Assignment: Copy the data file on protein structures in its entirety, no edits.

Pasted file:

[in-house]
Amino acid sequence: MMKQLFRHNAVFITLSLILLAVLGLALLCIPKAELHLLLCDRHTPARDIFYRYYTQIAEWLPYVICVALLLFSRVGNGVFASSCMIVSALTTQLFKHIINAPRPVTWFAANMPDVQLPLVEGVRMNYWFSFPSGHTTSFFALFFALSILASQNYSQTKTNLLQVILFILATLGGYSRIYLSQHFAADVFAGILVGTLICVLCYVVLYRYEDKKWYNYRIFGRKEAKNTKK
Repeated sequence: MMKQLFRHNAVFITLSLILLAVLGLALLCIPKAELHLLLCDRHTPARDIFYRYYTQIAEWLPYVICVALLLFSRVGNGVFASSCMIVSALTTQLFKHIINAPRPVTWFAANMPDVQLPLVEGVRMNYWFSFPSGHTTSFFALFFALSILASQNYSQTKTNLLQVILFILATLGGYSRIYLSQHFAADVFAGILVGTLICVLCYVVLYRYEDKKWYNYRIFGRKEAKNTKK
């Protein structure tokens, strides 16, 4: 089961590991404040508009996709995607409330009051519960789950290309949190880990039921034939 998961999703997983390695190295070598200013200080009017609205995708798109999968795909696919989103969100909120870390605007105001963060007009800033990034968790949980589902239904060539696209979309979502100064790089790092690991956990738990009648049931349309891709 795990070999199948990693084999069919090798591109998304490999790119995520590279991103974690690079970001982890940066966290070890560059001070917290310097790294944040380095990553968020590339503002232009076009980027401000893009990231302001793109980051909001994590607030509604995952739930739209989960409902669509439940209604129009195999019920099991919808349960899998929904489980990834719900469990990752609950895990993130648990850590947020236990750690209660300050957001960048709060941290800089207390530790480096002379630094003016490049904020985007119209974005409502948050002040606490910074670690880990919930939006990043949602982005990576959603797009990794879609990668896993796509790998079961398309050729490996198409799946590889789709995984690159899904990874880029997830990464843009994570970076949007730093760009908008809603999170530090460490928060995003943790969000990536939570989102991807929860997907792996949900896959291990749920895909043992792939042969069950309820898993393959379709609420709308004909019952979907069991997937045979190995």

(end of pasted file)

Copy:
[in-house]
Amino acid sequence: MMKQLFRHNAVFITLSLILLAVLGLALLCIPKAELHLLLCDRHTPARDIFYRYYTQIAEWLPYVICVALLLFSRVGNGVFASSCMIVSALTTQLFKHIINAPRPVTWFAANMPDVQLPLVEGVRMNYWFSFPSGHTTSFFALFFALSILASQNYSQTKTNLLQVILFILATLGGYSRIYLSQHFAADVFAGILVGTLICVLCYVVLYRYEDKKWYNYRIFGRKEAKNTKK
Repeated sequence: MMKQLFRHNAVFITLSLILLAVLGLALLCIPKAELHLLLCDRHTPARDIFYRYYTQIAEWLPYVICVALLLFSRVGNGVFASSCMIVSALTTQLFKHIINAPRPVTWFAANMPDVQLPLVEGVRMNYWFSFPSGHTTSFFALFFALSILASQNYSQTKTNLLQVILFILATLGGYSRIYLSQHFAADVFAGILVGTLICVLCYVVLYRYEDKKWYNYRIFGRKEAKNTKK
């Protein structure tokens, strides 16, 4: 089961590991404040508009996709995607409330009051519960789950290309949190880990039921034939 998961999703997983390695190295070598200013200080009017609205995708798109999968795909696919989103969100909120870390605007105001963060007009800033990034968790949980589902239904060539696209979309979502100064790089790092690991956990738990009648049931349309891709 795990070999199948990693084999069919090798591109998304490999790119995520590279991103974690690079970001982890940066966290070890560059001070917290310097790294944040380095990553968020590339503002232009076009980027401000893009990231302001793109980051909001994590607030509604995952739930739209989960409902669509439940209604129009195999019920099991919808349960899998929904489980990834719900469990990752609950895990993130648990850590947020236990750690209660300050957001960048709060941290800089207390530790480096002379630094003016490049904020985007119209974005409502948050002040606490910074670690880990919930939006990043949602982005990576959603797009990794879609990668896993796509790998079961398309050729490996198409799946590889789709995984690159899904990874880029997830990464843009994570970076949007730093760009908008809603999170530090460490928060995003943790969000990536939570989102991807929860997907792996949900896959291990749920895909043992792939042969069950309820898993393959379709609420709308004909019952979907069991997937045979190995």